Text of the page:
Curbed University delivers insider tips and non-boring advice on how to buy, sell, or rent a home or apartment. Additional questions welcomed to firstname.lastname@example.org
Renting can be a nightmare. Problems can mount quickly, especially when landlords are sketchy, requests for urgent repairs are resolved the Tuesday after Never, and the rent really is too damn high.
But there’s good news for renters of the Emerald City yet. Because Seattle is a liberal, peace and love, tree-hugging kind of city, the “if you can make it here, you can make it anywhere”, middle finger mindset is not particularly popular. And with the housing market in the struggling place that it is right now, renting is becoming more and more popular. Thus, there are some Washington State-specific laws to protect renters that are worth knowing about.
Here’s a Sparknotes version of some of the most important laws renters in Seattle (and anywhere else in Washington State) will want to know so you can occupy your apartment without being unduly screwed by the Man.
Obligations of Landlords
That cockroach-infested, leaky-roofed, third-world reminiscent-apartment that you somehow survived in a different city isn’t considered being in “good condition” here in Seattle. As such, landlords have a responsibility of creating and maintaining a clean and habitable space for humans to live in, which includes pest control, providing heat and keeping daytime temperatures at 65 degrees F or above and nighttime temperatures above 58 degrees F, serious structural repairs, preventing weather (chiefly rain water) from leaking into the unit, and the like. Long story short, keep your landlords honest so that you don’t have to feel like you’re living every day in Noah’s Ark.
Rent (and other cost) Increases
Unlike renter-heavy cities like Los Angeles or New York, Seattle doesn’t have rent control. But that doesn’t mean that Seattleites are living powerlessly in a feudal system in which landlords can arbitrarily demand you fork out some extra money that you have to pay by sundown...or else. While they’re perfectly within their rights to hike up prices, landlords are required to give tenants a 60 day notice in writing if they want to increase the rent by more than 10 percent in a 12 month span. And if they don’t follow these regulations, steam your pant suit and give Judge Judy a ring because your renter rights have been violated and you have every right to fight it in court.
If you’re renting month-to-month, don’t feel like you’re out of the rent-law-love loop. In fact, here’s a few doozies made just for you. As a month-to-month renter, you are within your rights to rent that apartment for just one month and move out, no questions asked. Landlords are not permitted to require month-to-month renters to commit to a minimum rental term. (But if they do so, landlords must offer a lease agreement in writing that is to be approved by both parties.)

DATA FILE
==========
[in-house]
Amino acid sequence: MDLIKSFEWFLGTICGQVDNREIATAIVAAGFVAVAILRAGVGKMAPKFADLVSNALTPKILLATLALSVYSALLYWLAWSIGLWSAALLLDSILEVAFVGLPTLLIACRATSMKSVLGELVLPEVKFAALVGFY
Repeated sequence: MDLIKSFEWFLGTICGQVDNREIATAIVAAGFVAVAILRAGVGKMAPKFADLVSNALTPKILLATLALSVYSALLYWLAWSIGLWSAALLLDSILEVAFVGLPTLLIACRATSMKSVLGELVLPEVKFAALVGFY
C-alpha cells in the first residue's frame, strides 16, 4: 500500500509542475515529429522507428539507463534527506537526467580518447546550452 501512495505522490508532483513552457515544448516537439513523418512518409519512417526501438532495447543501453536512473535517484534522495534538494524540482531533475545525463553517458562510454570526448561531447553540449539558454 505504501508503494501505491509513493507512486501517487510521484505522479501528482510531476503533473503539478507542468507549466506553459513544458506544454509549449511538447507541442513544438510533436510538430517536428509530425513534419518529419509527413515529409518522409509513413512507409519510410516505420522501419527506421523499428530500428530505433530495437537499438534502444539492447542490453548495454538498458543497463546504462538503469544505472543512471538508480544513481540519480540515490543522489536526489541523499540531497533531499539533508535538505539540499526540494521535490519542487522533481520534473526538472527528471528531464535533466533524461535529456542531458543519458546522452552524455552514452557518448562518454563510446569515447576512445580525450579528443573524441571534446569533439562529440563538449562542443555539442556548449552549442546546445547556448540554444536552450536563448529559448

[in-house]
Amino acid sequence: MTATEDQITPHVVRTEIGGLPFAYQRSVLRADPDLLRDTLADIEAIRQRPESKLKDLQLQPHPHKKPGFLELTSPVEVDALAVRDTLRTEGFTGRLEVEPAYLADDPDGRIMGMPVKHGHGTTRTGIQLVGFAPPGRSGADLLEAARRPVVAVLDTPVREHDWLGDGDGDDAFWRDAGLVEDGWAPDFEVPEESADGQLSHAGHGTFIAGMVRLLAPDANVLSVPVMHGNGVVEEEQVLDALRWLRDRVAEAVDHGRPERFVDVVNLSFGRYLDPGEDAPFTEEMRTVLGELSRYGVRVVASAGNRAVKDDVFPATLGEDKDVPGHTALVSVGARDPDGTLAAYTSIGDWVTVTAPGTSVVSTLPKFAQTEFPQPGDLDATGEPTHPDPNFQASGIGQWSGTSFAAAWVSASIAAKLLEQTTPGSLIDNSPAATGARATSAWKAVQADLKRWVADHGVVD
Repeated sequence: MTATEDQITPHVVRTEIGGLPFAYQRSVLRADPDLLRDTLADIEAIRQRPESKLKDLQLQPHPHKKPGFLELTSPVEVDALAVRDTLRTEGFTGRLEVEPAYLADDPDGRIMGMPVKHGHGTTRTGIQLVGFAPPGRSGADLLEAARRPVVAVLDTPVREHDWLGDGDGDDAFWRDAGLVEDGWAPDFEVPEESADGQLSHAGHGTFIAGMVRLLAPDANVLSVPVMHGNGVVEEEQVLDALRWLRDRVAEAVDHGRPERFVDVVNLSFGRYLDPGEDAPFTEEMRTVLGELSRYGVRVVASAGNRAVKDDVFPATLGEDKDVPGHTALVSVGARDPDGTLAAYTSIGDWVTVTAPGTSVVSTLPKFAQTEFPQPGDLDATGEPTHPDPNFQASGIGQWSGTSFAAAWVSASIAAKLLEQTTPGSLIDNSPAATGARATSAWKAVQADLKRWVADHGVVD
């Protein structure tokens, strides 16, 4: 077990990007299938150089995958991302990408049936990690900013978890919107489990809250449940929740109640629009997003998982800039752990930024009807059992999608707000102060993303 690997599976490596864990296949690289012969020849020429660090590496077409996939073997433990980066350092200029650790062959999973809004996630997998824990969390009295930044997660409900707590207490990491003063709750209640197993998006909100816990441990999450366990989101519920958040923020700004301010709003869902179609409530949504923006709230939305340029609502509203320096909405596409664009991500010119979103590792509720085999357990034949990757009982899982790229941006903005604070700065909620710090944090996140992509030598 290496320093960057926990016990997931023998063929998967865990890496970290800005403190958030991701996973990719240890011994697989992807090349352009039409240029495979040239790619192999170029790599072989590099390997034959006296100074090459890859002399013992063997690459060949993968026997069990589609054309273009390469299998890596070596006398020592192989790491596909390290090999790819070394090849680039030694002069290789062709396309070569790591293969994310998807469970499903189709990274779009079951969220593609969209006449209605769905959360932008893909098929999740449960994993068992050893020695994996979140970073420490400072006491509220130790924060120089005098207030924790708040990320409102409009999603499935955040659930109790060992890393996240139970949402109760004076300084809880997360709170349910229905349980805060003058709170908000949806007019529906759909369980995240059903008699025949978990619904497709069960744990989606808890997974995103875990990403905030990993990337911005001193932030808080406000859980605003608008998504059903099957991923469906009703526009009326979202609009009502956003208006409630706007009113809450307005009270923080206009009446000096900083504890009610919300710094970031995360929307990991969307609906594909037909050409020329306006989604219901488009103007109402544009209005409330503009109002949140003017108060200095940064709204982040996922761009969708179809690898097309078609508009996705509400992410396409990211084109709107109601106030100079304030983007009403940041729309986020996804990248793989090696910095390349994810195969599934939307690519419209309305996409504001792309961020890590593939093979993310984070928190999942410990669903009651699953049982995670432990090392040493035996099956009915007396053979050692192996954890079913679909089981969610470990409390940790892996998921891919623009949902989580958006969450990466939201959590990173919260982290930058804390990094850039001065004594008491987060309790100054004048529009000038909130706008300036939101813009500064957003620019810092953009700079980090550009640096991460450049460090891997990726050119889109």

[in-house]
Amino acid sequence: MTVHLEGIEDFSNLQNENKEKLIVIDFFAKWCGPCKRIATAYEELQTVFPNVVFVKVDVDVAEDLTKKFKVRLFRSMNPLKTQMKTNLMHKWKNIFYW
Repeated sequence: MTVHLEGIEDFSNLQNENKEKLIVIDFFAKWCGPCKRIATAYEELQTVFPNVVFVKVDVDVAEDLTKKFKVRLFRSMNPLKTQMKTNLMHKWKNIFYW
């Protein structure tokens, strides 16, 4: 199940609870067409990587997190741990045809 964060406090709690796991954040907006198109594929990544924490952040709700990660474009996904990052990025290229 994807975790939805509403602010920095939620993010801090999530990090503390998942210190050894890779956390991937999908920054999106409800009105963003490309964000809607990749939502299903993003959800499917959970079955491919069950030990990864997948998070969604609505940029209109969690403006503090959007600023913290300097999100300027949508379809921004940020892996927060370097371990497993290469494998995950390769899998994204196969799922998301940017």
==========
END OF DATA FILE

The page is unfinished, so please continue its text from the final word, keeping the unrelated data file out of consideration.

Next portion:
In many states, landlords can just give month-to-month renters short notice, say, “sorry I’m not sorry, see you never,” and kick you to the curb. But under the Just Cause Eviction Ordinance, landlords in Seattle must provide tenants with both a minimum 20-day notice and a just cause to terminate the tenancy which can include
- a tenant’s failure to pay rent within three days of a notice to pay rent or vacate
- the owner notifying a tenant in writing of overdue rent for at least four times in a 12-month period
- a tenant causing serious damage to the rental unit or engages in criminal activity on the surrounding premises, and (but certainly not limited to)
- a landlord wanting to move him or any members of his immediate family into the unit, if there are no other units available in the same building.
Conversion to Condos
In recent years, more and more building owners across Seattle have opted to convert their apartments into luxury condos. But again, remember the peace and love, man – you’re not going to get kicked out (yet). Management has to provide you with a written notice of the pending condo conversion at least 120 days before you have to move out. If you feel wronged by your landlords for committing real estate adultery – trading in your lovable apartment for a younger, sexier piece of real estate – don’t feel like you have to stick around. Depending on your gross income and the area’s median income, you’re eligible for a nice little settlement package that includes up to three months rent to assist you in relocating. Similarly, if your building is being converted into a co-op and you decide not to buy your unit, you’re entitled to $500 for relocation assistance.
That’s enough schooling today, class. Keep these Sparknotes handy for the next time you or a loved one decides to brave the renting world.